Athens has seen many large, luxury student housing complexes built downtown and around campus that are drawing students to the area.
Luxury student living, equipped with pools, gyms and yoga studios, has taken the country by storm, and Athens has been no exception. In the last five years, out of seven new luxury student living complexes built in Athens, six sit inside the downtown area.
“Most of the downtown student housing complexes were built after 2010,” said Catie Sauer, planning technician with the Athens-Clarke County Planning Department.
Sauer said this is reflective of the “back to the city” trend.
“Being walking distance from campus and downtown activities is certainly appealing to students. People want to live in close proximity to amenities like restaurants, bars and entertainment and embrace a less car dependent life-style,” Sauer said.
But, not everyone has followed suit. Athens Ridge, located off Macon Highway, goes against this trend.Why It’s Newsworthy: Students are increasingly drawn to newer, luxury living, and in Athens, most of this exists in the downtown area. As mentioned in the WABE article and podcast linked above and here, this trend has some worried that students are taking over the downtown area. Places like Athens Ridge offer an alternative to this trend.
As shown in the map below, a large majority of the newer, luxury student complexes exist downtown.
Clicking on each geographic icon reveals each building name and the date it was built. (Map by Charlie Ferrelle)
Life at the Ridge
Some students move away from downtown to places like Athens Ridge for cheaper rents and better lease options.
“I was drawn to live at Athens Ridge because I needed to find a place that offered a six-month lease since I graduate in December,” said Grant Alexander, a senior marketing major at UGA.
“The apartments are reasonably priced and really spacious, which is definitely a reason I came to live out here,” said Andrew Buss, a senior management and information systems major.
While sub-leasing is an option, the six-month lease is not available for most of the downtown luxury complexes. The price range also drops farther from downtown. None of the downtown luxury complexes from the above map offer rooms for lower than $750 per month. Athens Ridge offers rooms for $499 per month.
Amenities are one of the biggest draws to any luxury apartment complex. Aside from Uncommon Athens, all of the downtown complexes, like Athens Ridge, come with a pool and gym for residents. The cluttered downtown area can cut back on the space for these complexes though. Being away from downtown, Athens Ridge does not run into this issue.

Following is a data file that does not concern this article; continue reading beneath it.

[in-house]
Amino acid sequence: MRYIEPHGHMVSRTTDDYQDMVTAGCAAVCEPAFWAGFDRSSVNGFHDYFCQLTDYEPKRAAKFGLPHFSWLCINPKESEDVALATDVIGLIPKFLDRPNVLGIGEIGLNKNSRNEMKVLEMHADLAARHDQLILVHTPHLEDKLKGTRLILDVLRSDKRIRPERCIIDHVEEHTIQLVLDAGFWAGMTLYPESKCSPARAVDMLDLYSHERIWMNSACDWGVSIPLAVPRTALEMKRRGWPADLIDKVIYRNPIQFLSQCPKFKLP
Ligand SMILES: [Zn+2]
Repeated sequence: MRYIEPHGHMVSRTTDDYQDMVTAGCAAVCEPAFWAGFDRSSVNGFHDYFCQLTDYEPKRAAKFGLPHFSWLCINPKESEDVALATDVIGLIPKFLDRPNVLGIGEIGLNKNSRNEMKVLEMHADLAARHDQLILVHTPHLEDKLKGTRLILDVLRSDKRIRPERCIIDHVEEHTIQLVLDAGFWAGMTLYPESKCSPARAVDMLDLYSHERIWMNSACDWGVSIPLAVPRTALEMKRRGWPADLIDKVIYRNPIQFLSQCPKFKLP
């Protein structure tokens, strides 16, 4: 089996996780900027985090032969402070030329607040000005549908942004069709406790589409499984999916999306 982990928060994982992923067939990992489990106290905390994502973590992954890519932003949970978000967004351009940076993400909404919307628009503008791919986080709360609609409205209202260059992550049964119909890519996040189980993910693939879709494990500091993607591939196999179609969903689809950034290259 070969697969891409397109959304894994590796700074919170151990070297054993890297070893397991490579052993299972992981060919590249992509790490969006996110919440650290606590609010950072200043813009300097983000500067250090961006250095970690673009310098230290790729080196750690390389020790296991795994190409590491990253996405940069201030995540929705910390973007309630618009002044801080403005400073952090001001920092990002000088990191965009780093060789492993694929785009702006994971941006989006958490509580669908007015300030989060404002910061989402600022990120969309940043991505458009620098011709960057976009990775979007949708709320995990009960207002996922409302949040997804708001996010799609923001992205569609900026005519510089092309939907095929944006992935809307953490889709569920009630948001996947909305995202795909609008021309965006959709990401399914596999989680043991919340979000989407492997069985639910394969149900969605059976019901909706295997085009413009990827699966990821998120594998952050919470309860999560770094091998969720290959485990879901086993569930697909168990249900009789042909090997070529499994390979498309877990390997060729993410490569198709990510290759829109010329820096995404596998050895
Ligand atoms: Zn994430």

“There is a really decent amount of grassy space in between the rows of apartments which can be great if you have a dog with you. The pool and lazy river were also great for the months of August and September while it was still really hot outside,” Buss said.
While the prices and space may be a nice change to living in the downtown area, the commute to campus and downtown is something that takes getting used to.
“I take the bus to class that comes every 30 minutes, and I don’t like it,” Alexander said. He continued:
I have wasted a lot of time waiting on the bus to come after missing it by a few minutes and the only other way to class would be an Uber. I also have a seminar for my capstone major class that doesn’t finish until 6:30 p.m. on Wednesdays, and the bus stops running at 6 p.m., so I get stranded on campus.”
Not every schedule causes so much stress about the commute, and some students don’t actually mind the distance from downtown and campus.
“I’m indifferent about the commute. I only have class on Tuesday and Thursday mornings, which is the only time I’m on campus, so the bus works pretty well getting to and from campus,” Buss said.
Athens Ridge, like other student housing complexes away from campus, has a bus to shuttle students to and from class. Andrew Buss said the shuttle takes about 20 minutes to get to the Tate Center bus stop on average.
Some students make do with the distance from campus and downtown, but it is not for everyone.
Alexander, who previously lived at 909 Broad St., said he would much rather live near downtown because of the convenience factor.
Downtown living comes with its advantages, but so does life away from the busy campus and night life.
“I don’t mind living far away from campus and downtown because right now I don’t have to spend that much time on campus, and I really don’t go out to the bars as much as I used to. Uber and Lyft prices are also reasonable when I do want to head downtown,” Buss said.
“Still I wouldn’t say I like living all the way out in Oconee County. It just doesn’t have that Athens feel to it.”
Charlie Ferrelle is a senior majoring in journalism in the Grady College of Journalism and Mass Communication at the University of Georgia.